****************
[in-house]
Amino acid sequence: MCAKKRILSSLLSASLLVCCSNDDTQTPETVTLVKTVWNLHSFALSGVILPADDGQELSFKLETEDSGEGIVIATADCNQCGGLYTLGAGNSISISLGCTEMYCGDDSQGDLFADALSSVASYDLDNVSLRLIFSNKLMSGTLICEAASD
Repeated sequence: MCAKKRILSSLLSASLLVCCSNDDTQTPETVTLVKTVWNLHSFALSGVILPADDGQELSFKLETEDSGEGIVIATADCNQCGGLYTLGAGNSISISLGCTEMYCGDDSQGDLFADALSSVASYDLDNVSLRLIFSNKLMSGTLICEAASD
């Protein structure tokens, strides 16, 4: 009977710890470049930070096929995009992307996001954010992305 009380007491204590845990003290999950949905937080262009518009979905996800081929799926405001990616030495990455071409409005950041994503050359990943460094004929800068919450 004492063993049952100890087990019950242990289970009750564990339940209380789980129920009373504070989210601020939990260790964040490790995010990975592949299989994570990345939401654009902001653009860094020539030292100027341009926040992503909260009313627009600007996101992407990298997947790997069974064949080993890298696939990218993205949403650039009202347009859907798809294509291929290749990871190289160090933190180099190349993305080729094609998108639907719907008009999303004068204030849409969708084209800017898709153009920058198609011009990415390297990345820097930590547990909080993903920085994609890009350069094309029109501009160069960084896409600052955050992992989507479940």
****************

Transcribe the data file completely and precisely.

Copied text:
[in-house]
Amino acid sequence: MCAKKRILSSLLSASLLVCCSNDDTQTPETVTLVKTVWNLHSFALSGVILPADDGQELSFKLETEDSGEGIVIATADCNQCGGLYTLGAGNSISISLGCTEMYCGDDSQGDLFADALSSVASYDLDNVSLRLIFSNKLMSGTLICEAASD
Repeated sequence: MCAKKRILSSLLSASLLVCCSNDDTQTPETVTLVKTVWNLHSFALSGVILPADDGQELSFKLETEDSGEGIVIATADCNQCGGLYTLGAGNSISISLGCTEMYCGDDSQGDLFADALSSVASYDLDNVSLRLIFSNKLMSGTLICEAASD
């Protein structure tokens, strides 16, 4: 009977710890470049930070096929995009992307996001954010992305 009380007491204590845990003290999950949905937080262009518009979905996800081929799926405001990616030495990455071409409005950041994503050359990943460094004929800068919450 004492063993049952100890087990019950242990289970009750564990339940209380789980129920009373504070989210601020939990260790964040490790995010990975592949299989994570990345939401654009902001653009860094020539030292100027341009926040992503909260009313627009600007996101992407990298997947790997069974064949080993890298696939990218993205949403650039009202347009859907798809294509291929290749990871190289160090933190180099190349993305080729094609998108639907719907008009999303004068204030849409969708084209800017898709153009920058198609011009990415390297990345820097930590547990909080993903920085994609890009350069094309029109501009160069960084896409600052955050992992989507479940």